May include but is not limited to: table width, sizing data types, IN_ROW_DATA (BLOBs), overflow data, sparse columns, computed columns, persisted computed columns
In the heart of every relational database system, we find tables. Lots of them. Everybody knows how they look – rows and columns, and in the intersection the data value itself and a nice header with the column titles.
Our first issue is table width. You can calculate it easily by the built-in dynamic management view sys.dm_db_index_physical_stats. The hard decision is how wide your table should be. A wide table is not necessarily the devil itself, and a very short table can be a bad solution, too. Of course it’s not the best idea to store ordered products in the customer table rendered as columns like Order1, Order2… I think the keyword here is clever design. Normalize your database system, ensure referential integrity, and you won’t have to worry about table width. You’d need to store that data anyway, don’t you?
This objective may include but is not limited to: computed and persisted columns, schemas, scripts to deploy changes to multiple environments, for example, dev, test, production; manage permissions (GRANT, DENY, REVOKE)
Tables are the basis of SQL Server data. A table is built from columns and rows, each value is found in the intersection of the two. SQL Server offers the fully blown DDL, Data Definition Language dedicated to build tables.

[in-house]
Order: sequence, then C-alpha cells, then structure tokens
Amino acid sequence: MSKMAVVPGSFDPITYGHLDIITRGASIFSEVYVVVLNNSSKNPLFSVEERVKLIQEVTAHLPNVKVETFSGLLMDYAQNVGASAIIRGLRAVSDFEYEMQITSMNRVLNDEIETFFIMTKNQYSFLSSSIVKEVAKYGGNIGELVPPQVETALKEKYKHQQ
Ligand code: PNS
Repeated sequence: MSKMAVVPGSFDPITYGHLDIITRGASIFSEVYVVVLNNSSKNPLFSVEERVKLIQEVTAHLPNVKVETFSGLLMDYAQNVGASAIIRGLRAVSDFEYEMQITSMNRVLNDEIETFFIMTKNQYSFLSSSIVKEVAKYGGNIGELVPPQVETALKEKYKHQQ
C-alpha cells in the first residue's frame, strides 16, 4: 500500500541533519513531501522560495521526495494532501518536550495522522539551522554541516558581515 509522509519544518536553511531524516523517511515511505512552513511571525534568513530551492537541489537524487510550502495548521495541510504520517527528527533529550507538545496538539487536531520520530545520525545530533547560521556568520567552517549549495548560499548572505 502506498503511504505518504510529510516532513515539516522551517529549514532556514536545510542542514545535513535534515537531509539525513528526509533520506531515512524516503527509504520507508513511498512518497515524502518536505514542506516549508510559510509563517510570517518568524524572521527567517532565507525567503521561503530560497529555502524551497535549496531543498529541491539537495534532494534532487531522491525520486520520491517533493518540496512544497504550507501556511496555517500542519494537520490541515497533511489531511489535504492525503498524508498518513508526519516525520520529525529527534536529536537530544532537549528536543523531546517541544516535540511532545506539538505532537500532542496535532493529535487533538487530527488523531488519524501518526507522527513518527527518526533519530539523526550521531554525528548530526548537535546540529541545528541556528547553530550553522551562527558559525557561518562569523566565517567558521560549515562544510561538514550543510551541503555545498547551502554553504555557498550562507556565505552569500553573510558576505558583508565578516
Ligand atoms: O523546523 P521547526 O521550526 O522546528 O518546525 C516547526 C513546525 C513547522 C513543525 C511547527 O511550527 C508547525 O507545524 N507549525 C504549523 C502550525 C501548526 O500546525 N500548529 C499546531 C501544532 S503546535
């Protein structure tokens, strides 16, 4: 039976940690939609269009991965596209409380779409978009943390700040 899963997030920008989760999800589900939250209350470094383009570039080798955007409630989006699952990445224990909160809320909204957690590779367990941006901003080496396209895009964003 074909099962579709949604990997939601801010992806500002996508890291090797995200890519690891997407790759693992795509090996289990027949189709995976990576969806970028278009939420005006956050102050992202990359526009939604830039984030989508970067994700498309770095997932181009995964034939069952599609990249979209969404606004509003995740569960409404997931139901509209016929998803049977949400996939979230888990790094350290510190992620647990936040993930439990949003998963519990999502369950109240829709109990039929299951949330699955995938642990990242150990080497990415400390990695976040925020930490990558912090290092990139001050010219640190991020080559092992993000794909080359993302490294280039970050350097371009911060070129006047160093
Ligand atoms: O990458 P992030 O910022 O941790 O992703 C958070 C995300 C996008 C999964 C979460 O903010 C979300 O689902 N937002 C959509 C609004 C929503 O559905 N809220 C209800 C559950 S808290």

Creating a table is pretty straightforward:
CREATE TABLE database.schema.name
( columnName colunmType constraints NULL/NOT NULL, secondColumnName secondColumnType secondConstraints…);
Now a column name must conform to some rules, e.g. it must be unique, it cannot contain reserved keywords of SQL Server, and some special characters, but anybody with some kind of programming background knows these rules immediately.
There’s the possibility to create computed columns, which have some restrictions, but I think these are pretty easy to understand, for example, you cannot insert or update values into/of them. To create a computed column, use the following syntax:
ComputedColumn AS (column1 * column2),
Note that you don’t have to specify a type for these columns. Computed columns are cool, but they are virtual. This means that every time you reference on them, they get calculated, every one of them. You can imagine that this could be a drawback real soon. To override this default behavior, just use the PERSISTED keyword in the CREATE/ALTER table clause to persist your computed columns in the database.
Suppose you have a table, but want to change it in some way, for example, add a column. In this case, you should use the ALTER TABLE clause, which works exactly the same as CREATE TABLE.
Some words on schemas. Schemas provide a way to group your related tables, stored procedures, and various database objects. Also, they lets you control access on the items contained in your schema in one place, so get used to work with them. To create a schema, you use the intuitively named CREATE SCHEMA clause, along with a schema name.